It follows from the Bergson/Samuelson analysis that any proposed measure (including the proposal to leave things as they are) can be assessed according to the balance it achieves between three factors: (i) the improvement in overall wellbeing from a more equitable distribution; (ii) the loss in economic efficiency due to the distortions introduced; and (iii) the administrative costs. The first of these cannot easily be equated to a sum of money; the last is unlikely to be a dominant factor. Hence redistribution should be pursued up to the point at which any further (non-monetary) benefits from a more equal distribution would be offset by the resulting monetary loss of economic efficiency.

The Bergson/Samuelson theory was developed in a broadly utilitarian framework. A fourth factor could be added in the form of a moral claim derived from present ownership or legitimate earning. Considerable weight was placed on this during the Enlightenment but Hume and the Utilitarians rejected it.[6] It is seldom mentioned nowadays but cannot be dismissed a priori as a relevant consideration.

The theoretical study of the trade-off between equity and efficiency was initiated by James Mirrlees in 1971.[7] Eytan Sheshinski summarised:

In various examples calculated by Mirrlees, the optimal income-tax schedule appears to be approximately linear with a negative tax at low incomes.[8]

Friedman's NIT

Rose and Milton Friedman

"Negative Income Tax" became prominent in the United States as a result of advocacy by Milton and Rose Friedman, who first put forward a concrete proposal in 1962 in a brief section of their book Capitalism and Freedom.[9] Their system is equivalent in its operation to most forms of universal basic income (UBI) (qv., particularly the section Fundamental Principles for the equivalence).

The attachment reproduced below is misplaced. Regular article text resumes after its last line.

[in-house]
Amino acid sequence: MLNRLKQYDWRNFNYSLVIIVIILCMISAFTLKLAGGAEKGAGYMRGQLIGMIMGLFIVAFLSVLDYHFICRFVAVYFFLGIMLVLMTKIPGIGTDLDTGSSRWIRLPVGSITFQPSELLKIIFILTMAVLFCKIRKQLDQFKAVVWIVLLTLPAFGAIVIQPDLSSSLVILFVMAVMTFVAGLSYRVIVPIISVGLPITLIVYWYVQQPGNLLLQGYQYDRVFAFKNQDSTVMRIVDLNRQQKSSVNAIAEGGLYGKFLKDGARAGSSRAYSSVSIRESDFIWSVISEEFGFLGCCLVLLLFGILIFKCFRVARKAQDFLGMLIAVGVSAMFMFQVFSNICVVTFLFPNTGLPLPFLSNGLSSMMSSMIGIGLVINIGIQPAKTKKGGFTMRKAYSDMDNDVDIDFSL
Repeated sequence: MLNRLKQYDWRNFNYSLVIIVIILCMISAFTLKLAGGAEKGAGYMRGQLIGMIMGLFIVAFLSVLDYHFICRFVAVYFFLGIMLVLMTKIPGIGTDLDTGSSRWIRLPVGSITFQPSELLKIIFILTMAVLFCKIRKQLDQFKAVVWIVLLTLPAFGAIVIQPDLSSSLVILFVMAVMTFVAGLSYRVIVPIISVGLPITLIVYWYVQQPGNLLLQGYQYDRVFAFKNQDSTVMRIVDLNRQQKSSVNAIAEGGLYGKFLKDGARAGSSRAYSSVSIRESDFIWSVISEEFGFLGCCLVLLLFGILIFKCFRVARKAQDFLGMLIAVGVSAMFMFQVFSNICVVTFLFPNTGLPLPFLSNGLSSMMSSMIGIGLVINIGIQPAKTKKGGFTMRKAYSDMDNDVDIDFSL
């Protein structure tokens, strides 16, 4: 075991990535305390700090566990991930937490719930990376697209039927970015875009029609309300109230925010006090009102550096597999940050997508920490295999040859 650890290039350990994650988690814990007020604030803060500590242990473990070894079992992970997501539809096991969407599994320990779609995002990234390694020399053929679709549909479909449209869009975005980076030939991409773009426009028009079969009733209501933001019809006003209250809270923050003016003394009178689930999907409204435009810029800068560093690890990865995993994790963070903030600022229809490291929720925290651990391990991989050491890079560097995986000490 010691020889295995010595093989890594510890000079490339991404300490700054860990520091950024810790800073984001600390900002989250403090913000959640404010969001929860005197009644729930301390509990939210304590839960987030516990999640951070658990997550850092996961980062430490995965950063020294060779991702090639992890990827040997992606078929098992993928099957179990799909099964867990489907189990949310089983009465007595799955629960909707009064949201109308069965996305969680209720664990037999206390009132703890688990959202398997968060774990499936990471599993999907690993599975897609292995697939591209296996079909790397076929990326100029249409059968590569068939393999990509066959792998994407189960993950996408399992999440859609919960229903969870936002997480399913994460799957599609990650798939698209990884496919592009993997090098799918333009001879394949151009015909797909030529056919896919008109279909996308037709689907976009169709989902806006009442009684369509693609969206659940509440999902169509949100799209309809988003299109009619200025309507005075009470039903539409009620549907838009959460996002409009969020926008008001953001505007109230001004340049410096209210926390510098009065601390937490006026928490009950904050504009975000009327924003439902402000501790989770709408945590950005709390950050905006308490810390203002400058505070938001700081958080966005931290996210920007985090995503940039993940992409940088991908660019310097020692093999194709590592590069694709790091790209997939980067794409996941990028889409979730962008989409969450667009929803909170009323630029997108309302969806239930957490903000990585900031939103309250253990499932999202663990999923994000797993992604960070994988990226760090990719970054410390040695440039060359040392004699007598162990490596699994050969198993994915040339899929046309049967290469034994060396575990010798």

In the aforementioned work, Friedman provides five benefits of the negative income tax. Firstly, Friedman argues that it provides cash which the individual sees as the best possible way of support. Secondly, it targets poverty directly through income rather than through general old-age benefits or farm programs. Thirdly, negative income tax could in his opinion replace all supporting programs present at that time and provide one universal program. Fourthly, in theory the cost of negative income tax can be lower than the cost of existing programs mainly due to lower administrative costs. Lastly, the program should not distort the market in the way minimum wage laws or tariffs do.[9]

Friedman envisioned the NIT followingly in an interview in 1968. Considering family A of four with income $4000 and Family B of four with income $2000. If the break-even income would be $3000, after filing the tax report, family A would pay the tax on $1000 while family B would be entitled to receive, assuming the 50% NIT rate, $500. Meaning half of the difference between what they earn and the break-even income. Therefore, a family with $0 income would be entitled to receive $1500 in subsidy. Friedman argued NIT would not destroy the incentive to work, as compared to guaranteed income programmes (GIP) with 100% tax rate. As with the GIP workers lose $1 of subsidy for each $1 increase in wage.[10]

In his 1966 "View from the Right" paper Milton Friedman remarked that his proposal...

has been greeted with considerable (though far from unanimous) enthusiasm on the left and with considerable (though again far from unanimous) hostility on the right. Yet, in my opinion, the negative income tax is more compatible with the philosophy and aims of the proponents of limited government and maximum individual freedom than with the philosophy and aims of the proponents of the welfare state and greater government control of the economy.[11]

Friedman also elaborated and provided two reasons for the hostility from the right. Firstly, he mentions that the right is frightened due to the introduction of Guaranteed Minimum Income the poor would have a disincentive to improve their well-being. Secondly, the right is not certain about the political outcomes of the NIT, as there exist threats that there will be an upward pressure on the break-even incomes among politicians.[11]

The Friedmans together promoted the idea to a wider audience in 1980 in their book and television series Free to Choose. It has often been discussed (and endorsed[2]) by economists but never fully implemented. Advantages claimed for it include: